Pollard’s advertising-already picking out its most popular stars during its third tour of North America. The Calgary Herald, 3 January 1906 via Newspapers.com

One surviving photo from this tour shows some of the performers and supervising adults sitting on the steps of the Badminton hotel in Vancouver. At the front, sitting slightly apart and wearing a large hat, is young Daphne, her poise and confidence unmistakable. Her 17 year old sister Ivy, an accomplished performer who also performed on this tour, stands on the left at the back. Also in the back row stand Alf Goulding and Harry Fraser – both of whom, like Daphne, would eventually find their way to Hollywood.

Ivy and Daphne c 1905

Above:  Ivy Trott (14) and Daphne Trott or Pollard (11) in Vancouver in c1901-2. Enlarged from a group photo via Vancouver As It Was: A Photo-Historical Journey and used with their kind permission.

Program notes from performances in Montreal, Canada in 1905 reveal a typical Pollard’s schedule, which included six different popular musical comedies delivered across a week of performances – A Runaway Girl; The Belle of New York; A Gaiety Girl; The Geisha; HMS Pinafore and The Lady Slavey. It was no leisurely tour. Years later Daphne told a reporter;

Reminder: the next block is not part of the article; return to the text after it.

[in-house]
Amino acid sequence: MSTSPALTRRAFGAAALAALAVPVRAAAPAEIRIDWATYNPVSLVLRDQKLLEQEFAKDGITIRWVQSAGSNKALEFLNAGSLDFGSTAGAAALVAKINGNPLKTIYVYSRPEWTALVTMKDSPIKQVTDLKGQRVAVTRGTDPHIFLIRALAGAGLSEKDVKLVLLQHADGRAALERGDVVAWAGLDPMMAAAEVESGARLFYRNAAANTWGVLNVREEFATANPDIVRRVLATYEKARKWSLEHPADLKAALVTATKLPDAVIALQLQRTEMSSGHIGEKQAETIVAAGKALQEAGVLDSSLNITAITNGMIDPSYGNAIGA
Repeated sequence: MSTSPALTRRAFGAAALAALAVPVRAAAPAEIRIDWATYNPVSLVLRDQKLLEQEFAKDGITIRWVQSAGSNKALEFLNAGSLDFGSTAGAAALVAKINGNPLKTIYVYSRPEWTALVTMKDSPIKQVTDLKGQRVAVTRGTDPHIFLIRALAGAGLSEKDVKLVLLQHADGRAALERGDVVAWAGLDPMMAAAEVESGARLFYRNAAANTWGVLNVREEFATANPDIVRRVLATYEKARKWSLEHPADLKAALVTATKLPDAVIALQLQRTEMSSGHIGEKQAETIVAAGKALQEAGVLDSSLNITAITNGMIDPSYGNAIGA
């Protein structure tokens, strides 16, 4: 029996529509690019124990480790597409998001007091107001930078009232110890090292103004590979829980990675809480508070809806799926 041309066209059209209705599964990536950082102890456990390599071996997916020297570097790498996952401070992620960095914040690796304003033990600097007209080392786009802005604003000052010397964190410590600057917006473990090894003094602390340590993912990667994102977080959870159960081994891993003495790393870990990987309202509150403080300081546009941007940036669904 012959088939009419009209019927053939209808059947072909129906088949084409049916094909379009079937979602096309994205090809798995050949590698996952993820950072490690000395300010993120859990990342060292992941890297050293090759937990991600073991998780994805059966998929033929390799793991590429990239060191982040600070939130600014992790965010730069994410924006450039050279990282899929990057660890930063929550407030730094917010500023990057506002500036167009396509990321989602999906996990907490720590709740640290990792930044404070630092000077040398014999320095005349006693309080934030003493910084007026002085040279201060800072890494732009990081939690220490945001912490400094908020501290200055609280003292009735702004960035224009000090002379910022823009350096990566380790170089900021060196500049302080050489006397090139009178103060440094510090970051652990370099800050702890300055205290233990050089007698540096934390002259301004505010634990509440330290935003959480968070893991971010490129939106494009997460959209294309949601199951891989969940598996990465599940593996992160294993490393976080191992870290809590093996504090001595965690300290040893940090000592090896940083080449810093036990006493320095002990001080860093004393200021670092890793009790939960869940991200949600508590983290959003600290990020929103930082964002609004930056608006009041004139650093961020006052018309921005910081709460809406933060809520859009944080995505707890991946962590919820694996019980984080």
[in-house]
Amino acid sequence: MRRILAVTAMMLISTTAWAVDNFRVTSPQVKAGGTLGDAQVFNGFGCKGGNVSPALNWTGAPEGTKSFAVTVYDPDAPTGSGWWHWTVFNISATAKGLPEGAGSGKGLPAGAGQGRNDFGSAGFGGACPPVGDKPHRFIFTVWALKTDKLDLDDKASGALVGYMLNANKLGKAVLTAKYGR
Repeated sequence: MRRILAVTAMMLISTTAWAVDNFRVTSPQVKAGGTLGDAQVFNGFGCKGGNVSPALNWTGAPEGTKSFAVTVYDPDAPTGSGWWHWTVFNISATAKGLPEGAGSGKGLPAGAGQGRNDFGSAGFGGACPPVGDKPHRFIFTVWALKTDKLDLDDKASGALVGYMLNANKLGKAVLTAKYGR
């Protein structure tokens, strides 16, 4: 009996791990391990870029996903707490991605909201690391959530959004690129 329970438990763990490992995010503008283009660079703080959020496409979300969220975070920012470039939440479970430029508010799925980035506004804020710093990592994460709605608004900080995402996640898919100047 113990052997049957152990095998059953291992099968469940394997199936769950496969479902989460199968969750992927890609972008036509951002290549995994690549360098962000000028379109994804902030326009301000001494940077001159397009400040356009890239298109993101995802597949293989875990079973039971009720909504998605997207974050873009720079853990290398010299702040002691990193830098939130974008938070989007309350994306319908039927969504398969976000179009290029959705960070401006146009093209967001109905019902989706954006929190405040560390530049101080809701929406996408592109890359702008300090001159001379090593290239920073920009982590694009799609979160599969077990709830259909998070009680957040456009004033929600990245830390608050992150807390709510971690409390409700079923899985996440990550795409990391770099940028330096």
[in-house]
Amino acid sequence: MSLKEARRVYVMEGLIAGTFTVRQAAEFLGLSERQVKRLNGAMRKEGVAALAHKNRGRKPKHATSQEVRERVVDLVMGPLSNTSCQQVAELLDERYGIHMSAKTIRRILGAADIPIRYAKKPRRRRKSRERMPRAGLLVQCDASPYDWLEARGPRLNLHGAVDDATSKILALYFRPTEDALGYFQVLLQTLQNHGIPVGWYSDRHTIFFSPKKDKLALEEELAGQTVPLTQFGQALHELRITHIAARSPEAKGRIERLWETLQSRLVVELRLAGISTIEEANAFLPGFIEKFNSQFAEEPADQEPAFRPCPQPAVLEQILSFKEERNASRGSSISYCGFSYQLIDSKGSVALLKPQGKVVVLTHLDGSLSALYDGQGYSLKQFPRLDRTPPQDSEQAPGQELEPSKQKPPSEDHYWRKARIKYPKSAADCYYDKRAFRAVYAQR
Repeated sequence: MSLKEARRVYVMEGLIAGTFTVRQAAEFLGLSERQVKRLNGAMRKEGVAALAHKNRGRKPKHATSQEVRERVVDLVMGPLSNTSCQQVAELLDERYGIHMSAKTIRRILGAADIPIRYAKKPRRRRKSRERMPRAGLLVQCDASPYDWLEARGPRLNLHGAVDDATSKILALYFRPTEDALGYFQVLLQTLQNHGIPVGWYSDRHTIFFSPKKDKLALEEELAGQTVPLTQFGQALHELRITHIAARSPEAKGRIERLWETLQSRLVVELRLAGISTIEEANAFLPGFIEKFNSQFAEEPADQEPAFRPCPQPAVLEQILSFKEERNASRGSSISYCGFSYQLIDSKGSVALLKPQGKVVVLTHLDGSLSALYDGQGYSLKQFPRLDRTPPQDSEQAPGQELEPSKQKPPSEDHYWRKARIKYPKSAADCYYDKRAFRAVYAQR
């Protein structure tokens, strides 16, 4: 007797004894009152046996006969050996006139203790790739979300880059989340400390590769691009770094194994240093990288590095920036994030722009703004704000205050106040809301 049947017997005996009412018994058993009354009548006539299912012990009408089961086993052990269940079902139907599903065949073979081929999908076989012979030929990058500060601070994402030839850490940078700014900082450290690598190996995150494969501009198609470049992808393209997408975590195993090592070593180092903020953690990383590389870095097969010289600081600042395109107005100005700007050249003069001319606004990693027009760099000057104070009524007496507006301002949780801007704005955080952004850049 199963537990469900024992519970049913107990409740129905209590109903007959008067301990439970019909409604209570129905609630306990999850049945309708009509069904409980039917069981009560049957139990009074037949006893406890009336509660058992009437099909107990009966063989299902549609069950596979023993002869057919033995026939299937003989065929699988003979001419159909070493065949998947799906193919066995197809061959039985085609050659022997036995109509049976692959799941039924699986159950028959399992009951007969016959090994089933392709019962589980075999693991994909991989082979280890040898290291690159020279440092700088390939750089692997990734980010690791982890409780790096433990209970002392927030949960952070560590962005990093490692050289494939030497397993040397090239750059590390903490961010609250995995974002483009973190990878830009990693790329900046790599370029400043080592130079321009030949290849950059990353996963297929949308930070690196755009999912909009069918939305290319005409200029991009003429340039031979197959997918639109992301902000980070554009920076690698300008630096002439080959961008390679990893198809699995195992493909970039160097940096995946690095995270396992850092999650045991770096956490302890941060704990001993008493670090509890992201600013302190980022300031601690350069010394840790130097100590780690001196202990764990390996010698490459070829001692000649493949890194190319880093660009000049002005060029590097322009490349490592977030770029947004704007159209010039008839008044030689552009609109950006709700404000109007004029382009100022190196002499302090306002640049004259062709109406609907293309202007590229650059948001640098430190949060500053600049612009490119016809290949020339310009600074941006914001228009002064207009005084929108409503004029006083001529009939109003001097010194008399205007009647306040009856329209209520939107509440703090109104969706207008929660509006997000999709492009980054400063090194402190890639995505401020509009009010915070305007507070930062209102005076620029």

“As a child actress in the Pollard Lilliputian Opera Company… I had to know thirty six operas by heart. (In) one I played the part of an old sheriff with side-whiskers, although I was only twelve at the time. One of the side-whiskers came off before the audience, but that, of course, made it all the funnier. We were all children, but we included grand opera in our repertoire.”

filmstars041
Part of a Pollard program from Montreal during their marathon 1904-07 North American tour. The ages are obviously wrong. Author’s Collection.

In February 1907, the Pollard marathon two + year tour finally ended, and most of the Company returned home on the SS Moana. It must have become obvious by this time that Daphne’s future was not just performing with Pollard’s. By mid-1907, Daphne and Ivy had accepted contracts with Frank W. Healy’s San Francisco Opera Company and they began performances later that year. For the next nine years Daphne performed in vaudeville throughout the United States, more or less continuously, developing her skills and attracting widespread acclaim. (Ivy married and left the stage in 1908.)